Updated Wed, Jul 16, 2014 10:51 am
In light of the "possible shooting" on Tuesday to which police responded, here's a look at what OUPD's active shooter training entails. From February:
It could happen anywhere.
That's what Ohio University police emphasized to members of the community last night as they held their latest A.L.I.C.E. training program.
A.L.I.C.E., which stands for Alert, Lockdown, Inform, Counter, and Escape, was brought to the university after the Virginia Tech massacre in 2007.
OUPD Lt. Eric Hoskinson said teaching people how to respond correctly is vital for their safety.
"Hiding underneath tables comes from bad weather drills from elementary school and we do it naturally because we've been taught do it since we've been in kindergarten," he said. "With an active shooter and an active threat situation, it is something we do not want to see happen because people become static targets that can systematically be shot."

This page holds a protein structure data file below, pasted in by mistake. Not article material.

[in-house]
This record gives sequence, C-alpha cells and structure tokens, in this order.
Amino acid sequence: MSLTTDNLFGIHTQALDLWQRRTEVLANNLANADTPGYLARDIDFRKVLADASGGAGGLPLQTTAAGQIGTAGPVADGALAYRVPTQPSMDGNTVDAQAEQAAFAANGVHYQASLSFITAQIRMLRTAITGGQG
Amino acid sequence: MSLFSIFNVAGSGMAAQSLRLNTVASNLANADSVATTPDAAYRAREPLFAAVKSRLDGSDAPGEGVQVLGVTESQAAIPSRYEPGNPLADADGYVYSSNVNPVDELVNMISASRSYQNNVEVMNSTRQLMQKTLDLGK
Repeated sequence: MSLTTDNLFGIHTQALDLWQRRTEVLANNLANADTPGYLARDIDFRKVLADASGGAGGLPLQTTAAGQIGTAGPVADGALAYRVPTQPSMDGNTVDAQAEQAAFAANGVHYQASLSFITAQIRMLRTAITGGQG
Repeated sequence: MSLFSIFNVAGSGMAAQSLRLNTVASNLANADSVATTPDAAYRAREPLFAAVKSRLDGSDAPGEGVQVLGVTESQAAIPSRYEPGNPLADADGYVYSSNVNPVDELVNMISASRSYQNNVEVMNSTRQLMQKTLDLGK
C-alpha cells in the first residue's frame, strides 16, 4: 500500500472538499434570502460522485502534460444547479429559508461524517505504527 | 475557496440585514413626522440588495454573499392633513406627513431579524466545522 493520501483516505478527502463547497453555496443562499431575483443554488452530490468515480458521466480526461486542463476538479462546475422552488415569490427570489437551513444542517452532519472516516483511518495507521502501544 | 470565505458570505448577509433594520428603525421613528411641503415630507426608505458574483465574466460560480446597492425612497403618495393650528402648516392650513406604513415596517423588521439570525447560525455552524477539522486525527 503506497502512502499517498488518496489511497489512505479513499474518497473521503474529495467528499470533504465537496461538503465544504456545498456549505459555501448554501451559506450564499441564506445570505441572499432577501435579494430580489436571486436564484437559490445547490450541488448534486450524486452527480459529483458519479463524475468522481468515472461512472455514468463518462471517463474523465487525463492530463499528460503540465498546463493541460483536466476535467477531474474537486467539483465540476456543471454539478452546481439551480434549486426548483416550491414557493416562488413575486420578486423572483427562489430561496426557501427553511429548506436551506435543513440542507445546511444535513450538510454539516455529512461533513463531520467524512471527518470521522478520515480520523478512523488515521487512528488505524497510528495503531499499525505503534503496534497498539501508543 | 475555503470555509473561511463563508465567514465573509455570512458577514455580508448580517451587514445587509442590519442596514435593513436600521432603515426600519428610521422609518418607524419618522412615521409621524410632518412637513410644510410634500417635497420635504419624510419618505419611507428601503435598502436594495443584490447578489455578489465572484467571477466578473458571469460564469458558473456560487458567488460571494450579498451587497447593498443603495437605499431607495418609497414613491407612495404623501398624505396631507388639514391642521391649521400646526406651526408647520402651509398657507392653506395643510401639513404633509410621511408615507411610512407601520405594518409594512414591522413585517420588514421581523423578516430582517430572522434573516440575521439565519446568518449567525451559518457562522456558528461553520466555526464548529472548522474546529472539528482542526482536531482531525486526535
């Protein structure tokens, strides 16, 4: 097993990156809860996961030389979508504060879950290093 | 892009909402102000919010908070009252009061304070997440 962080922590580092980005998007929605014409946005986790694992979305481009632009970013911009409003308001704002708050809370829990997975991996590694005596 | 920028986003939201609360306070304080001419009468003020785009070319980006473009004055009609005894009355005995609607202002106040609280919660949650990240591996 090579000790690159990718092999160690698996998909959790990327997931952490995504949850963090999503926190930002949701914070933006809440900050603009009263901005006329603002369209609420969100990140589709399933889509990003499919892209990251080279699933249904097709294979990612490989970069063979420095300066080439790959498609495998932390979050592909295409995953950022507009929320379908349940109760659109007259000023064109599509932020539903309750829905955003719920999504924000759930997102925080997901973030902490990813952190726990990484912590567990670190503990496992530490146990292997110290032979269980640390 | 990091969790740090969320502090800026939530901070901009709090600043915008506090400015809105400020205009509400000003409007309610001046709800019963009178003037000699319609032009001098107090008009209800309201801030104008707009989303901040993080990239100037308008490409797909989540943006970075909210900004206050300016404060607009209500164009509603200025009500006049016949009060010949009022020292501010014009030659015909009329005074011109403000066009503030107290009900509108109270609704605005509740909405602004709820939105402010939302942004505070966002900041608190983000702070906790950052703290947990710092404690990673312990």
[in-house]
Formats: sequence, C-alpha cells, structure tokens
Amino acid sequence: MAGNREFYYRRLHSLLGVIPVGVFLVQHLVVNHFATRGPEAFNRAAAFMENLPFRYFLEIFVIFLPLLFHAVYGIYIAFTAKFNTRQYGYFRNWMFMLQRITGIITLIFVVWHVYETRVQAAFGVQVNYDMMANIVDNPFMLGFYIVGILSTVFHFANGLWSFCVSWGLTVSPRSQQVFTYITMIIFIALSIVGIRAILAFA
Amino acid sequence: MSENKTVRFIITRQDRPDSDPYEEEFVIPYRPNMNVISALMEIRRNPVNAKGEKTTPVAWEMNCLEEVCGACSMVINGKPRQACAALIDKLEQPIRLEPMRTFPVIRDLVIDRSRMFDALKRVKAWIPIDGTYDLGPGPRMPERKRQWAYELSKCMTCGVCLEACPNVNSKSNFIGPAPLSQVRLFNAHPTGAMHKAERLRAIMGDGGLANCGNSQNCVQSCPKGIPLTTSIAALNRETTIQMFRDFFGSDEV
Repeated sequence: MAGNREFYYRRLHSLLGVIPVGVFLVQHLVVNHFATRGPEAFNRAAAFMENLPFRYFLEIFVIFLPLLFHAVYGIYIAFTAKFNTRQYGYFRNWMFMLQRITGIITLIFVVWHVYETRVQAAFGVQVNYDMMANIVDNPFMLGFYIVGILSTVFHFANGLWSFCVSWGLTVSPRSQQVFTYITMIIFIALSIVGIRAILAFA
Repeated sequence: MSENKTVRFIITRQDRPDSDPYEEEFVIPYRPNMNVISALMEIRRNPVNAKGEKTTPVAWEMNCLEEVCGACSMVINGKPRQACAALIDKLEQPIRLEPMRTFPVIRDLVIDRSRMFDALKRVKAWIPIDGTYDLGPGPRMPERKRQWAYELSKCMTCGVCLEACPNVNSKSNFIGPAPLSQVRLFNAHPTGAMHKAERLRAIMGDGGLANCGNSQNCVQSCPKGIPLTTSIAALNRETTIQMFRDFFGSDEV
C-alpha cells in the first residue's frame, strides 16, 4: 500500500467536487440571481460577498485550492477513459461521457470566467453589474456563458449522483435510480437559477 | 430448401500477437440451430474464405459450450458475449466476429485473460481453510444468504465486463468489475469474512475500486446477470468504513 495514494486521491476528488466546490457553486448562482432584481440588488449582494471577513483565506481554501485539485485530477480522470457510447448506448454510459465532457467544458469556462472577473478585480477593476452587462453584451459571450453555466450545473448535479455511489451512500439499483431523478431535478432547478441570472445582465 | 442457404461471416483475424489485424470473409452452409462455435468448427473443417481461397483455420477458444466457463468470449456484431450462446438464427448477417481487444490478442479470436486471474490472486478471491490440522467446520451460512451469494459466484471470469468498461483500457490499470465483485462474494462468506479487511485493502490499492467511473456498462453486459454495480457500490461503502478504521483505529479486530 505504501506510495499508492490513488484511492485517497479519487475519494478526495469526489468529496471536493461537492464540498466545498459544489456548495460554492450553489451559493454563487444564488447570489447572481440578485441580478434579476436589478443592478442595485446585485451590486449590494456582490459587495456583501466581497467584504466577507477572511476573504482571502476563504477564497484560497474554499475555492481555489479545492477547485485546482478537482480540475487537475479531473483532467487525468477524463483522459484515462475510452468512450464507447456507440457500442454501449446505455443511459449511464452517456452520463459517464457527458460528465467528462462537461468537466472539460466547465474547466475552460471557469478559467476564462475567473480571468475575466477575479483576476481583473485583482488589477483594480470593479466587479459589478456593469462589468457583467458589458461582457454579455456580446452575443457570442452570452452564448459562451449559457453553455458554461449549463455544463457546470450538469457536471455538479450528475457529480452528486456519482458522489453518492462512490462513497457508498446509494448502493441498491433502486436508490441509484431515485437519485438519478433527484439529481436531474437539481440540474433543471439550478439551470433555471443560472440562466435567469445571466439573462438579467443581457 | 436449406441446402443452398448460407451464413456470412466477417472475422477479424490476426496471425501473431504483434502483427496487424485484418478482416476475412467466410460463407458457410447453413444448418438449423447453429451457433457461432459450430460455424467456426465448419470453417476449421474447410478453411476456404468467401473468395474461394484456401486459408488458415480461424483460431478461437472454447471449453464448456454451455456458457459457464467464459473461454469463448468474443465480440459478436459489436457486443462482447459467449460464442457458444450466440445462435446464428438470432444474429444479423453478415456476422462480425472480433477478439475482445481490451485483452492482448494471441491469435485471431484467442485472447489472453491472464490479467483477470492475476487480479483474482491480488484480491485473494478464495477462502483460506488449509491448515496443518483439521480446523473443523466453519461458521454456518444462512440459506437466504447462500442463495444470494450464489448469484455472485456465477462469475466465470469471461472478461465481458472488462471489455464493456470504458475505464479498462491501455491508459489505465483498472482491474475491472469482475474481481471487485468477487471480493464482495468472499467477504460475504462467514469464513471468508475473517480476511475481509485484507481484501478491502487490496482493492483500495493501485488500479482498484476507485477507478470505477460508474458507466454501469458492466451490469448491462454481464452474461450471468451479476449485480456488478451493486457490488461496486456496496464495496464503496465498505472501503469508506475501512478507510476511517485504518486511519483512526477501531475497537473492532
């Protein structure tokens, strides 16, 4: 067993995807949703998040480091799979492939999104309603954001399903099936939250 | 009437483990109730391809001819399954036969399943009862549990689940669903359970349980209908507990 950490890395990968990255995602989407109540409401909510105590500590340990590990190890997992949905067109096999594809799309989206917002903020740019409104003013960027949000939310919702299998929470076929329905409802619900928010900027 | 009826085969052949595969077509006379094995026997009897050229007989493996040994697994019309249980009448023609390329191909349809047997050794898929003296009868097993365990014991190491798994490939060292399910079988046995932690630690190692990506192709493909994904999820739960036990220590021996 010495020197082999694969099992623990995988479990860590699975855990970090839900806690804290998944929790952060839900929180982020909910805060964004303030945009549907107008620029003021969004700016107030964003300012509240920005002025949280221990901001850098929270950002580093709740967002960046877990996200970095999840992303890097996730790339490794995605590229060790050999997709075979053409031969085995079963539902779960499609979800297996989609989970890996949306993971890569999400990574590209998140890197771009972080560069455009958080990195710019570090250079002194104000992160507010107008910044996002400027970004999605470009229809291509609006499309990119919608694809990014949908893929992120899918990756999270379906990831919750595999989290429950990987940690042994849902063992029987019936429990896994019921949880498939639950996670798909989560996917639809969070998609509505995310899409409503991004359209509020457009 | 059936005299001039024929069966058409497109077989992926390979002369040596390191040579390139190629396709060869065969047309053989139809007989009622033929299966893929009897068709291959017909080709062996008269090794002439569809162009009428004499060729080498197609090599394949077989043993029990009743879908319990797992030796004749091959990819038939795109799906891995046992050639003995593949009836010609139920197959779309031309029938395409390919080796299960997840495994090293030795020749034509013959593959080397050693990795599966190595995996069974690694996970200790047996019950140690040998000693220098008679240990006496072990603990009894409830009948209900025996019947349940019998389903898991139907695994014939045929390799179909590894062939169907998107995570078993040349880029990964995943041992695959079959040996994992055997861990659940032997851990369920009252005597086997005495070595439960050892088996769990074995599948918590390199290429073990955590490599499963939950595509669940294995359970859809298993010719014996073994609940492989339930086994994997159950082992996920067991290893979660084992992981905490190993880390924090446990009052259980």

One student participant, Chris Sweet, came all the way from The Ohio State University to particpate in the program.
For her, the subject of an active shooter hits close to home.
"I had a cousin who was in the Chardon school shooting. That was her senior year. So I wanted to get involved and get informed," she said.
Freshman Taylor Julian said recent events in the news motivated her to attend the training.
Despite never feeling afraid on campus, Julian says she encourages everyone to attend a training if possible.
"It's just something that could happen at anytime, anywhere and I just feel better knowing what do," she said, "I would really recommend it for anyone."
The training might also be found in local schools.
For more information about A.L.I.C.E., visit OUPD's website.